The BBC’s flagship investigative news programme Panorama has come under fire after an episode focusing solely on Tower Hamlets Executive Mayor Lutfur Rahman was lambasted in the press and social media as both racist and totally lacking in journalistic integrity. The programme, fronted by reporter John Ware, claimed to lay bare a “favour culture” in Tower Hamlets; made serious but unsubstantiated allegations about the probity of the Council’s grants process and funding for faith groups as well as insinuating there is a “cosy” relationship between Rahman and the local Bengali language media. It also heavily attacked the council’s freesheet East End Life as a political propaganda outfit.
However, a whistleblower on Ware’s production team has gone public to state that the programme started with the thesis that Rahman was corrupt and then went looking for material it could use as evidence. She also said that the approach of the production team was overtly racist and that Ware encouraged unethical journalistic practice.
Mayor Rahman has strongly denied all the claims put in the Panorama team in a statement released following the broadcast saying: “There is nothing untoward in the way we give out grants. Over 430 recommendations were made and I only made 32 changes; benefitting groups as diverse as Vietnamese refugees and the Royal Society for the Blind.”
The statement continues: “The Mainstream Grants Programme 2013-2015 went to four Cabinet meetings; three Corporate Third Sector Grants Programme Boards and two Overview and Scrutiny Meetings before the final executive decision by the Mayor.” That is hardly a secretive process, as Panorama claimed. According to the statement, Bangladeshi and Somali groups received around 6.5% of grants funding under the Mayor, while together constituting 36% of the population.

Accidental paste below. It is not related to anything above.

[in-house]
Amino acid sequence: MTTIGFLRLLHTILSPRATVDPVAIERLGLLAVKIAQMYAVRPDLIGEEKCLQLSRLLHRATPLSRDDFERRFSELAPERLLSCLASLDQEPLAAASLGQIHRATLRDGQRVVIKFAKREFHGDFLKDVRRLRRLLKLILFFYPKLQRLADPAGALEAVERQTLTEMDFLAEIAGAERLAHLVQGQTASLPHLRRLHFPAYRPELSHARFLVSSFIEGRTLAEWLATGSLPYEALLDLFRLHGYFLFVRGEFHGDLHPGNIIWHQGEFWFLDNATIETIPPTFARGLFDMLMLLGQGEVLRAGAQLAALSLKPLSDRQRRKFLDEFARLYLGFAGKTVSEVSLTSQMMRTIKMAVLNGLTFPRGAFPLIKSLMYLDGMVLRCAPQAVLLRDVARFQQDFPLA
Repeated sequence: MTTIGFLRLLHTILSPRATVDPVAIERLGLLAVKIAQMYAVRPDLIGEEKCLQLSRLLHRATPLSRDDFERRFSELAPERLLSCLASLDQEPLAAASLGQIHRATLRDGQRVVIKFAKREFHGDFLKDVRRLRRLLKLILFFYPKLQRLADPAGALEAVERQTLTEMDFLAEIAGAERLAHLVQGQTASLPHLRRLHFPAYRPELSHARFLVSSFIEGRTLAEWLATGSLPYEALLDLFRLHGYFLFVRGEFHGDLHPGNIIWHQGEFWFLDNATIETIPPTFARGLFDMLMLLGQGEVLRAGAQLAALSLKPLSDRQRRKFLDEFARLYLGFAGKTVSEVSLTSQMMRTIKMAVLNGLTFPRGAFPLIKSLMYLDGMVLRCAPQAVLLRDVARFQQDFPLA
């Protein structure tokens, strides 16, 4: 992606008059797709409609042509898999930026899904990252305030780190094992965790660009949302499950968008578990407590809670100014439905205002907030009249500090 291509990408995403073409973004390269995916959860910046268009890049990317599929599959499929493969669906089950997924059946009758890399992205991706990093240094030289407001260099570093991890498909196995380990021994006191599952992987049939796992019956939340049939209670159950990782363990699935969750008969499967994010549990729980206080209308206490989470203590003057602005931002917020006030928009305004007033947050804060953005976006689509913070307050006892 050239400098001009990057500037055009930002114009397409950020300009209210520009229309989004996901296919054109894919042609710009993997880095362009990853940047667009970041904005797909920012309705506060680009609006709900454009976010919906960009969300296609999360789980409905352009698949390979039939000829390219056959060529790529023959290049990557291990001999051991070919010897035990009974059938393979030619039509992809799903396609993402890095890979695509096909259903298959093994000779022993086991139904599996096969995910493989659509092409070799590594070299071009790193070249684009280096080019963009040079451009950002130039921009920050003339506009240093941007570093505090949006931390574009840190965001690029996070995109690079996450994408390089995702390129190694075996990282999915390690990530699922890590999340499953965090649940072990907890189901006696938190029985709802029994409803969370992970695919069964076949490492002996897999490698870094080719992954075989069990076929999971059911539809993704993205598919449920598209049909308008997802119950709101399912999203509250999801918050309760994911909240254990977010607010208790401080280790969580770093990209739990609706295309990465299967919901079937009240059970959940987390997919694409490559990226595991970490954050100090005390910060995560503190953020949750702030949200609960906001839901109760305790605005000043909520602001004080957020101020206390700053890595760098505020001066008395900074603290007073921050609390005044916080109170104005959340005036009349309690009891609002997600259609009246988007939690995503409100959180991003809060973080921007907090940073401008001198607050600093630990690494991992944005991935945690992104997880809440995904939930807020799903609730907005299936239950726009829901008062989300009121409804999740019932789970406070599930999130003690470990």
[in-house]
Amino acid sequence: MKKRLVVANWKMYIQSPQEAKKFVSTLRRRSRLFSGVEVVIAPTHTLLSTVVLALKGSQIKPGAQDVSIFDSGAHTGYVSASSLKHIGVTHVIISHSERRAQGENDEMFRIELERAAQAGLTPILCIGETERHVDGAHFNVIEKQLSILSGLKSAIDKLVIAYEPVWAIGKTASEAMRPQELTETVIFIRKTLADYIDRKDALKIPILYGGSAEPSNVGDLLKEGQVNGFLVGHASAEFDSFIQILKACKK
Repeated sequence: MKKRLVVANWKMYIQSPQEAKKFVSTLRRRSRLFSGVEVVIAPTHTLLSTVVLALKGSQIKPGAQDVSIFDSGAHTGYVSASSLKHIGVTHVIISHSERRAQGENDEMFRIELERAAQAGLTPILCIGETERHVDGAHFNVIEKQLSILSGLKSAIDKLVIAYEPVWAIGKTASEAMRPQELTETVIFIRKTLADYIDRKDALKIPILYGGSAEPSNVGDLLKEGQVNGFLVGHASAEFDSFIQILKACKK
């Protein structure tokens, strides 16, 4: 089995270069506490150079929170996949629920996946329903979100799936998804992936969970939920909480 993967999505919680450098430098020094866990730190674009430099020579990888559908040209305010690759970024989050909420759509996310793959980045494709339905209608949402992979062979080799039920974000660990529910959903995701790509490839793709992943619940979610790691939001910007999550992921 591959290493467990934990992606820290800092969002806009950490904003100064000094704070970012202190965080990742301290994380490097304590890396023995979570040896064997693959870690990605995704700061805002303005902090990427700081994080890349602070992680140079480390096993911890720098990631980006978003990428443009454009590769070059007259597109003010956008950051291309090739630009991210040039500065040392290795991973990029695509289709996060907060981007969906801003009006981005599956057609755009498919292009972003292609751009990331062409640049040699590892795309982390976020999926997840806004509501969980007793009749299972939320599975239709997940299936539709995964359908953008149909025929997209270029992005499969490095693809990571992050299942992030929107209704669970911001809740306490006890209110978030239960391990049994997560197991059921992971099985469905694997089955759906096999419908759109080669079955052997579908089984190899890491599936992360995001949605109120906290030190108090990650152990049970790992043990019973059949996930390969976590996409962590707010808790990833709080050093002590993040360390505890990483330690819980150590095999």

Rahman also dismissed claims that East End Life was biased, citing an edition in which he appeared attacking the benefit cuts on one page and the Conservative Welfare Minister Iain Duncan Smith appeared on another, defending the Government’s policy. In his interview with Ware, Rahman pointed out that the paper has followed the same format for almost 15 years.
The programme itself was something of a damp squib, with no new allegations or evidence being presented and consisted of little more than Ware asking leading questions of opposition politicians and prowling the multicultural streets of the East End with a sour expression.
The producers were only able to find two local “talking heads” to back up the allegations – one a former Labour councillor and the other sitting Labour Councillor – while other residents spoke in support of the Mayor were either given virtually no airtime or were cut from the final film altogether.
After the broadcast, local residents took to social media to express outrage, with one, a gay Sikh man saying: “30 mins of vile racist & bias attack on Black communities.” Others described the program as “meritless” and a counter documentary produced by Rahman supporters was even shared “in the interest of balance” by the BBC Asia Network.
The scandal is the latest in a long line to hit Panorama, which was recently censured for putting a group of students at risk on a visit to North Korea. BBC bosses will doubtless be looking closely at Ware’s film and the furore surrounding it and wondering if Panorama can continue in its current format.